Pregnancy continues to interfere with my food blogging.
But now it’s meddling in a new and more creative way than morning sickness that’s not bad enough to complain about but was annoying enough to keep me from cooking anything interesting enough to write about. No, now it’s gotten sneakier.
A couple of weeks ago, I decided to have dinner waiting for Chris when he got home, in an attempt to make up for all the times he made dinner this spring when I wasn’t feeling up to it. I had a cucumber and several tomatoes–beautiful tomatoes, small Camparis as red as fire engines and hovering just at the apex of perfect, sweet ripeness–so something vaguely Greek/Mediterranean seemed the way to go. I turned to a box of falafel mix in the cupboard, but suddenly plain falafel fried up from a mix seemed too boring for those tomatoes.
So I got creative. After getting a batch of potatoes bathed in olive oil, lemon juice, garlic and Greek spices in to the oven to roast, I halved the tomatoes and scooped out the watery seeds, just leaving the juicy yet still firm flesh behind. Kosher salt served both to season the insides of the tomatoes and encourage them to let down some of that juice once I turned them upside down on top of some folded paper towels. I oiled the pan and the tomatoes with more olive oil and spaced the red beauties out, cut sides up, and stuck them in with the potatoes to roast for, oh, about 15 or 20 minutes at 375-400 degrees (you see, I’ve already forgotten), until they had softened and sizzled and the kitchen was perfumed with their scent.
I used a bamboo skewer to pour the juices that had gathered in the bottom of each tomato half as it had baked. While they’d been in the oven, I’d mixed up some falafel and set it aside to absorb the water I’d added. I rolled the falafel into tiny balls, much smaller than I expected, and pressed it into each tomato. I think I also sprayed them with a bit more oil at that point, in the hope of simulating frying the falafel in a pan. Then I baked them again, this time at only 350 degrees but with the convection fan on in the hope of giving the falafel a golden, crisp top.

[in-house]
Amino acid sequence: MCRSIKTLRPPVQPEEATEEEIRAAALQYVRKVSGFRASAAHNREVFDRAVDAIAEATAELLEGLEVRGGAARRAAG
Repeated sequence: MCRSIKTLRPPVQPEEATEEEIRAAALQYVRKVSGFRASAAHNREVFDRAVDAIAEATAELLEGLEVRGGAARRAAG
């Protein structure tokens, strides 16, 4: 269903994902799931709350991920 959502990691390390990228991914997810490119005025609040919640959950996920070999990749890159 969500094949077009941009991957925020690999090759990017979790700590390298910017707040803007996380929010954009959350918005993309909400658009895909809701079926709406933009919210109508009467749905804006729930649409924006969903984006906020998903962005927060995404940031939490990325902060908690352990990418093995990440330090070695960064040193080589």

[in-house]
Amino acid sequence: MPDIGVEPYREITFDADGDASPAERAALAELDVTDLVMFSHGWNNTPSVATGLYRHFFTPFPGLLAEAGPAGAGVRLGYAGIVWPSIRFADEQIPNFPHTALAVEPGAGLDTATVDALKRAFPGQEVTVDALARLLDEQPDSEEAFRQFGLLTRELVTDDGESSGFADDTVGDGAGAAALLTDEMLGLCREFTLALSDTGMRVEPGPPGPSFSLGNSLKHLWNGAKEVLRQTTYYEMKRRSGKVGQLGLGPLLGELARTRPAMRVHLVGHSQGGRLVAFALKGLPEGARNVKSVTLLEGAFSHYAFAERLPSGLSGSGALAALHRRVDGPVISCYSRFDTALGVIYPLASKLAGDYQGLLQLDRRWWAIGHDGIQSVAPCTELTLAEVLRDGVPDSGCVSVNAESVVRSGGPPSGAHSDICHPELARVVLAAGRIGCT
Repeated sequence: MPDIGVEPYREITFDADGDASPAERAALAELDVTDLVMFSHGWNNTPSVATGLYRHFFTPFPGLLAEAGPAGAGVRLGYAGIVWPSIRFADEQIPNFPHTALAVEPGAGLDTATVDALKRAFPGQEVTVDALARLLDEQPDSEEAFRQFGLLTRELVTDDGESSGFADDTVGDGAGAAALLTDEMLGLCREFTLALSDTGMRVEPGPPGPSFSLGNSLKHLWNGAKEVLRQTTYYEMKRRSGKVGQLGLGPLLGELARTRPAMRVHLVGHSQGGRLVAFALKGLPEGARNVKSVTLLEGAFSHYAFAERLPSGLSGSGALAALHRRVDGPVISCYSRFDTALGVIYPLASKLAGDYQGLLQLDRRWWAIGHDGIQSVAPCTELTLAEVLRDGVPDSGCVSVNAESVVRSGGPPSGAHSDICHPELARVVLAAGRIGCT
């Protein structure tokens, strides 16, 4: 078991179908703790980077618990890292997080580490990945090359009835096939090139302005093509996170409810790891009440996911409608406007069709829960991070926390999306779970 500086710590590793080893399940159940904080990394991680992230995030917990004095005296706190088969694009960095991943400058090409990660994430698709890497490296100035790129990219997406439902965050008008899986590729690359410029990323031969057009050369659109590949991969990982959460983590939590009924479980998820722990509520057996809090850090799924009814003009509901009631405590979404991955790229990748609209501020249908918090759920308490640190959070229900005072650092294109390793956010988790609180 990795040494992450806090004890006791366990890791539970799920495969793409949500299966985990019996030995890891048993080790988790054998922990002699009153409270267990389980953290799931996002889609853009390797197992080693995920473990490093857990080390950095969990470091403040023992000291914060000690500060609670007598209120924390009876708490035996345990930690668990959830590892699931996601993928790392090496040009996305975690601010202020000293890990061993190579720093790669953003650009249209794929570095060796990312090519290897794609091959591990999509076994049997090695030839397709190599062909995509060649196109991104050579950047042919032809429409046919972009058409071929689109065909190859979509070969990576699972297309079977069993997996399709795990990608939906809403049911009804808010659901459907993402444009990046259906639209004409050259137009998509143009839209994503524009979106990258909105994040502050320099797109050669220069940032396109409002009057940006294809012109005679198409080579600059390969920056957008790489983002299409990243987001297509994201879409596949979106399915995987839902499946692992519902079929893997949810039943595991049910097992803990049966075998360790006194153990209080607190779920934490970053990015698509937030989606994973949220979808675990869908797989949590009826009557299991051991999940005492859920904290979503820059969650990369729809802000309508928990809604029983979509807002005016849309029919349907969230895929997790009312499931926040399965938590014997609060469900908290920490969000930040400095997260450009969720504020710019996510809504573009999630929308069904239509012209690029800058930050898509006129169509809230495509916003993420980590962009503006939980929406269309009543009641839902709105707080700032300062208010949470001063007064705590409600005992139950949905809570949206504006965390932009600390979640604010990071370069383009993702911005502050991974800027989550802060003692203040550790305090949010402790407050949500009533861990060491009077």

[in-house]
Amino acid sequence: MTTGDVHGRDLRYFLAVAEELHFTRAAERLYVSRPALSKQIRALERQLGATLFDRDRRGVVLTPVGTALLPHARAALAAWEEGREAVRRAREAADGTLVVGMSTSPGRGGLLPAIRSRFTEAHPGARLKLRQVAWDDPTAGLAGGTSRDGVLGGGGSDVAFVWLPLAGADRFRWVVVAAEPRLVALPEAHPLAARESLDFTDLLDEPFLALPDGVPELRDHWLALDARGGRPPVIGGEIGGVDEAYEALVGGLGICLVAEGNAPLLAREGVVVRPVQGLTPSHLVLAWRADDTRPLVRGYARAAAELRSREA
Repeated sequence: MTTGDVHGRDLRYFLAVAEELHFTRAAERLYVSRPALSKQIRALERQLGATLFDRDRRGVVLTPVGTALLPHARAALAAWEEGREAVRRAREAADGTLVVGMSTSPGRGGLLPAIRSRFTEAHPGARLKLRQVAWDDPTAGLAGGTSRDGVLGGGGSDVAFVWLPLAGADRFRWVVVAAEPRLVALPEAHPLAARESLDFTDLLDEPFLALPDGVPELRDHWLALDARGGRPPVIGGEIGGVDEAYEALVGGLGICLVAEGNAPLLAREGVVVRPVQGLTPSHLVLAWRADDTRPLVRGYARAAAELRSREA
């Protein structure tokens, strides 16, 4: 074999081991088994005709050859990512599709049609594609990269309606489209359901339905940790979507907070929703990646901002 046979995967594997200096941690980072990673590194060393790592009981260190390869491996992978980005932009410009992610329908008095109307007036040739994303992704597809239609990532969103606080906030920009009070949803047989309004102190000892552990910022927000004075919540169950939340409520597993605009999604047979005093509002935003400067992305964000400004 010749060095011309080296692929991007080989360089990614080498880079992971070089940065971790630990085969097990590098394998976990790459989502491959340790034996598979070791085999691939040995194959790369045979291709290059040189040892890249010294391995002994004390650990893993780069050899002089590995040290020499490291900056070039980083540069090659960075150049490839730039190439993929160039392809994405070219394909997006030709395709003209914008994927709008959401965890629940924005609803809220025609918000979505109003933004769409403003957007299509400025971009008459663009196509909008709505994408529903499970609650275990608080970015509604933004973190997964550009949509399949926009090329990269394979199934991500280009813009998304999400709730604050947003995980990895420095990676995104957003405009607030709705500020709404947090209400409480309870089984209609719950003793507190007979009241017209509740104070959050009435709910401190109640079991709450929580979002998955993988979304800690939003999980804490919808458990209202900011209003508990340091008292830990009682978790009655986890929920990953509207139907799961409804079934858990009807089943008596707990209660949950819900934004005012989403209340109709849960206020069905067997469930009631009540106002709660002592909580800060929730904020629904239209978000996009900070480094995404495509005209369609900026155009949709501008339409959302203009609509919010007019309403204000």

Chris walked in the door around that time, perfect timing for the falafel to come out and join the potatoes, a simple salad of cucumber, tomato and red onion and toasted whole wheat pita wedges I’d resurrected from the depths of our freezer. I topped each tomato with a bullseye of yogurt sauce, my quick-and-shameless substitute for tzatziki sauce that I make when I don’t have the forethought to make the real thing, that needs only plain yogurt, lemon juice, olive oil, salt, dried dill and a few minutes to sit mixed up on the counter to meld the flavors and hydrate the dill.
The tomatoes were delicious, even better than I expected. Roasting had only made them sweeter, and they balanced the salty, seasoned falafel wonderfully. Not only that but they were beautiful on the plate and fun to eat, a little bite-sized taste of savory sunshine. I even got some halfway decent photos of my plate even though I was too impatient to eat to take very many, leaving me with a quick and easy post whenever I wanted to write it up.
The problem was that they weren’t perfect. There was a little too much falafel-to-tomato, so that the middle of each was a bit mushy, a bit much in general, and the falafel mix I used seemed especially bitter to me. Whether that was from aging in our pantry or just a flavor that’s always there that the roasted tomatoes brought out, I don’t know, but I kept wishing it wasn’t there. The tomatoes should have been the best thing on the plate–they certainly had all the potential necessary for that–but the roasted potatoes won that honor instead. Of course, they were possibly the best potatoes I’d ever roasted, but the tomatoes could have topped them all the same.